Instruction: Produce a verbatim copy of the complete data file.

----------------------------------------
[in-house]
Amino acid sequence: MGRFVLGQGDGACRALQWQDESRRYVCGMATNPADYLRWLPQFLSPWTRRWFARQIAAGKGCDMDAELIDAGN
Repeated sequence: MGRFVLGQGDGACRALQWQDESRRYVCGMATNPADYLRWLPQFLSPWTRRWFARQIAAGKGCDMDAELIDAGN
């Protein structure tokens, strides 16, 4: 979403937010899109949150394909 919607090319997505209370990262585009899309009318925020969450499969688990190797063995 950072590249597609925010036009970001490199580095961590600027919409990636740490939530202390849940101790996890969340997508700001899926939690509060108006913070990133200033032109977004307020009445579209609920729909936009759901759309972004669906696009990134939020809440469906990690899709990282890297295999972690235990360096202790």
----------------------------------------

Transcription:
[in-house]
Amino acid sequence: MGRFVLGQGDGACRALQWQDESRRYVCGMATNPADYLRWLPQFLSPWTRRWFARQIAAGKGCDMDAELIDAGN
Repeated sequence: MGRFVLGQGDGACRALQWQDESRRYVCGMATNPADYLRWLPQFLSPWTRRWFARQIAAGKGCDMDAELIDAGN
């Protein structure tokens, strides 16, 4: 979403937010899109949150394909 919607090319997505209370990262585009899309009318925020969450499969688990190797063995 950072590249597609925010036009970001490199580095961590600027919409990636740490939530202390849940101790996890969340997508700001899926939690509060108006913070990133200033032109977004307020009445579209609920729909936009759901759309972004669906696009990134939020809440469906990690899709990282890297295999972690235990360096202790």